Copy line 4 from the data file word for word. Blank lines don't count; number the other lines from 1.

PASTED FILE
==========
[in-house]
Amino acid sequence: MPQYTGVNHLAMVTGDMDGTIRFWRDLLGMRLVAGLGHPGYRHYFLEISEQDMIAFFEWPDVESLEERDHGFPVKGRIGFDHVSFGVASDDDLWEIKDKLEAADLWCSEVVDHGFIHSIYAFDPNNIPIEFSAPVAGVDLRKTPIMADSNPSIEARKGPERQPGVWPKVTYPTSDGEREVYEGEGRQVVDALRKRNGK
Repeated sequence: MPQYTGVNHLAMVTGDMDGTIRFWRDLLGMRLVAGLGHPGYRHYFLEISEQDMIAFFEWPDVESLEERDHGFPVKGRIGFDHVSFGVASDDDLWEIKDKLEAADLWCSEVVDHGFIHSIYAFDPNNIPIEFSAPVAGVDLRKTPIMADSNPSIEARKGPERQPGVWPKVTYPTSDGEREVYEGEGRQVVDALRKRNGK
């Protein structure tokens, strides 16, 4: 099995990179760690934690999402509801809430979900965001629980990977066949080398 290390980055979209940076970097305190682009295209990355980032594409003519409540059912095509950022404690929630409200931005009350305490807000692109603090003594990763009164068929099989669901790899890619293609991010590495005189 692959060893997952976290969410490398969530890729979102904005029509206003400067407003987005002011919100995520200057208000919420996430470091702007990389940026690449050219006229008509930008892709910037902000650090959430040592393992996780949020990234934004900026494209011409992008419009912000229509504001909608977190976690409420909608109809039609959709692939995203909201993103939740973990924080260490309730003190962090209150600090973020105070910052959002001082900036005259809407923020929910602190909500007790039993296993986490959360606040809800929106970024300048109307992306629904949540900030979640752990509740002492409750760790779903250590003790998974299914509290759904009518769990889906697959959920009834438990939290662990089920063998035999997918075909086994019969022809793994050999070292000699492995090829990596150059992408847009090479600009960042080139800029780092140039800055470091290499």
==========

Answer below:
């Protein structure tokens, strides 16, 4: 099995990179760690934690999402509801809430979900965001629980990977066949080398 290390980055979209940076970097305190682009295209990355980032594409003519409540059912095509950022404690929630409200931005009350305490807000692109603090003594990763009164068929099989669901790899890619293609991010590495005189 692959060893997952976290969410490398969530890729979102904005029509206003400067407003987005002011919100995520200057208000919420996430470091702007990389940026690449050219006229008509930008892709910037902000650090959430040592393992996780949020990234934004900026494209011409992008419009912000229509504001909608977190976690409420909608109809039609959709692939995203909201993103939740973990924080260490309730003190962090209150600090973020105070910052959002001082900036005259809407923020929910602190909500007790039993296993986490959360606040809800929106970024300048109307992306629904949540900030979640752990509740002492409750760790779903250590003790998974299914509290759904009518769990889906697959959920009834438990939290662990089920063998035999997918075909086994019969022809793994050999070292000699492995090829990596150059992408847009090479600009960042080139800029780092140039800055470091290499």